I drove the long way home tonight with the top down on my car, and somewhere between Crab Orchard Lake, along Spillway Drive, before I got deep into Giant City State Park and wound my way through the Shawnee Forest, it occurred to me that my current life very much resembles what I used to get to do only occasionally on great vacations.
All my adult life, I've sought the same things out when I needed to relax and recharge ... solitude, lush green landscapes, trees, bodies of water and driving along hilly winding roads with great music on the radio.
It used to require an airline ticket and a rental car to get to. Now it requires walking out my front door and turning the key in the ignition.
It used to be almost painful to find one of these places, because I could never stay. It was a vacation from my life ... a few days or a week of trying to soak it in and memorize the smells and the way the air felt and let the landscape burn itself onto my retinas so I could call it up as a great memory later.
In the year I've been here I've known that I love it, and I've known that it's pretty, and I've known that it feels more like home than anywhere I've ever been, but I guess I never had the exact realization that I'm living in a state of pretty much permanent vacation bliss. I can't understand why the whole damn world doesn't live here, but I'm exceedingly glad they don't. Don't get me wrong, world, but a large part of the charm here is that it hasn't been paved over, subdivided, franchised, pruned and trimmed to within an inch of it's life or overrun with civilization.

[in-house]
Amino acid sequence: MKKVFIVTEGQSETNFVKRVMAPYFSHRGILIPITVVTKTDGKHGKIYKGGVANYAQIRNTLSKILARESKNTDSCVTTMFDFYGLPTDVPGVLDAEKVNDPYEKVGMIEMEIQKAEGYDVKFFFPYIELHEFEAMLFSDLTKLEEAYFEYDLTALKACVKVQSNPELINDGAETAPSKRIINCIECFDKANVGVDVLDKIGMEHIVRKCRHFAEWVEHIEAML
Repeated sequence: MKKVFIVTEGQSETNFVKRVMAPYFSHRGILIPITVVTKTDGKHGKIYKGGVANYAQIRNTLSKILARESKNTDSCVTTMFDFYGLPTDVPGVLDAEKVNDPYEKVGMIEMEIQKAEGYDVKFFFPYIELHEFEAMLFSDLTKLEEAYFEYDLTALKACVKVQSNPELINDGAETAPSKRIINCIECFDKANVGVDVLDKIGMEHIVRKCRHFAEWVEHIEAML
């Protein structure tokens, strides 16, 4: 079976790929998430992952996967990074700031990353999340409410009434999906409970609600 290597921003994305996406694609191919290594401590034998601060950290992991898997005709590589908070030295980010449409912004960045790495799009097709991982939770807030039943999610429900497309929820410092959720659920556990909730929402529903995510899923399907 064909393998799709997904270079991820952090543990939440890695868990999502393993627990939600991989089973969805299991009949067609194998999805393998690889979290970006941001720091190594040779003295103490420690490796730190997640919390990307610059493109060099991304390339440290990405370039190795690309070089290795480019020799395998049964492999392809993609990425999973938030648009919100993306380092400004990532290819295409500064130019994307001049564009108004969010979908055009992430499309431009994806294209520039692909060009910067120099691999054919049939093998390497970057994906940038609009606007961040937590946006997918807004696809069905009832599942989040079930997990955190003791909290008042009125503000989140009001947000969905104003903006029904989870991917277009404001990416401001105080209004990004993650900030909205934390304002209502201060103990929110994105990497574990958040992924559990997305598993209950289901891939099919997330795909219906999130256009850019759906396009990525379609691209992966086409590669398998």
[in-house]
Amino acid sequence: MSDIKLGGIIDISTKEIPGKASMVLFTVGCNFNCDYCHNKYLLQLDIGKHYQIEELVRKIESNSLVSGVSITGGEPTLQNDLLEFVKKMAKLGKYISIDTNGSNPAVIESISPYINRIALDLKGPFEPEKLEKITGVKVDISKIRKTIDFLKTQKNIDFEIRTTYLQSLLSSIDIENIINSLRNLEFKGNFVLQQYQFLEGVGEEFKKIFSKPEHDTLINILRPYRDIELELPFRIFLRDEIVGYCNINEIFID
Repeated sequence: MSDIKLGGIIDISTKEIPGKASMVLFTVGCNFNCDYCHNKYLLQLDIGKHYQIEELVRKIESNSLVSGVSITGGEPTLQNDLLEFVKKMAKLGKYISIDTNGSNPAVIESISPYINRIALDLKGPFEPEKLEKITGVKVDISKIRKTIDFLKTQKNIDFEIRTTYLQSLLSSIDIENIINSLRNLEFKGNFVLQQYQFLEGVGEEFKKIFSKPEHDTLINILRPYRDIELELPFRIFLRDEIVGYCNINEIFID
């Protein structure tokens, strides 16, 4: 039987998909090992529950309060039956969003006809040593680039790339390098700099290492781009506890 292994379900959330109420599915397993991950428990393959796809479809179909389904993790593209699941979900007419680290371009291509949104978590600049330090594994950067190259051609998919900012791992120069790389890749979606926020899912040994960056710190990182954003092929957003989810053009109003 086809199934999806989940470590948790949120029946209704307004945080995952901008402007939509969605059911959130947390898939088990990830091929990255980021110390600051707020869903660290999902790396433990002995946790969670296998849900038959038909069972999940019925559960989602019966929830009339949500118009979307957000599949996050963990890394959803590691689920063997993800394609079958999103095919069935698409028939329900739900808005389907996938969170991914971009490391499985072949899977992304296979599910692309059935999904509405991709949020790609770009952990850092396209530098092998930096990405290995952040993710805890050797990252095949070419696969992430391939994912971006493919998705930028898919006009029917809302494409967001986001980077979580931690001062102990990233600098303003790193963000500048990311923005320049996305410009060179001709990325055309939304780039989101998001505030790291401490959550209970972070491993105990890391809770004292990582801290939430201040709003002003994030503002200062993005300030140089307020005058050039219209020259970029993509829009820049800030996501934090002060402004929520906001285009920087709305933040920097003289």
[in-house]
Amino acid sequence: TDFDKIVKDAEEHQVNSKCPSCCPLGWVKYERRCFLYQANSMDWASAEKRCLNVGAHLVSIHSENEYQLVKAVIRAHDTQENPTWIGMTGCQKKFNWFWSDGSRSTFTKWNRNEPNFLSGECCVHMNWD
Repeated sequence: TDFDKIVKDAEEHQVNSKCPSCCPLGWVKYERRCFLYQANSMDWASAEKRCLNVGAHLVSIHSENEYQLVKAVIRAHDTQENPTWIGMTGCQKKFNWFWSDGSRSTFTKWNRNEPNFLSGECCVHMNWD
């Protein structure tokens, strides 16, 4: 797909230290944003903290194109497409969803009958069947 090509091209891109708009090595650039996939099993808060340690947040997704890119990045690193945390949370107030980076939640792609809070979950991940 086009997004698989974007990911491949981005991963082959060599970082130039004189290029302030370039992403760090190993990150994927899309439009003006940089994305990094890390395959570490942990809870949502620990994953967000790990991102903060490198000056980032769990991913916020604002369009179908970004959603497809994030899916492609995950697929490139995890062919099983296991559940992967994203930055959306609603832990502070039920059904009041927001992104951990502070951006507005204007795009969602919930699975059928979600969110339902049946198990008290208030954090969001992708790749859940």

It's normal here for a 30-year-old mobile home to snuggle up next to a half-million-dollar showplace without anyone batting an eye. What you won't find are HOA's, CC&R's, planned and gated communities, stacked freeways, smog, bumper-to-bumper traffic, piles of trash along the side of the road, high rises, luxury condos or the "wrong side of the tracks."
Last summer I experienced having the vague notion that there was something I wasn't seeing here that I ought to be seeing, but I couldn't put my finger on it. Then, I realized what it was. Airplanes. I used to live in the flight path of Sky Harbor Airport in Phoenix. I doubt there was ever a fifteen minute period in thirty years when I couldn't look up and see at least two or three airliners in the sky. I haven't seen an airplane other than the rare crop duster in over a year. Today I realized the other thing I don't see here. Billboards. It's sort of amazing to me that I didn't notice that before.
So, it's not earthshaking or funny or thought-provoking, but that's what I felt like saying today. I love Southern Illinois, and you'd have to shoot me and drag me away to get me out of here.
I don't know how many people leave their offices at 5:00 and achieve bliss by 5:30 just by driving home, but I suspect the world would be a better place if everyone could.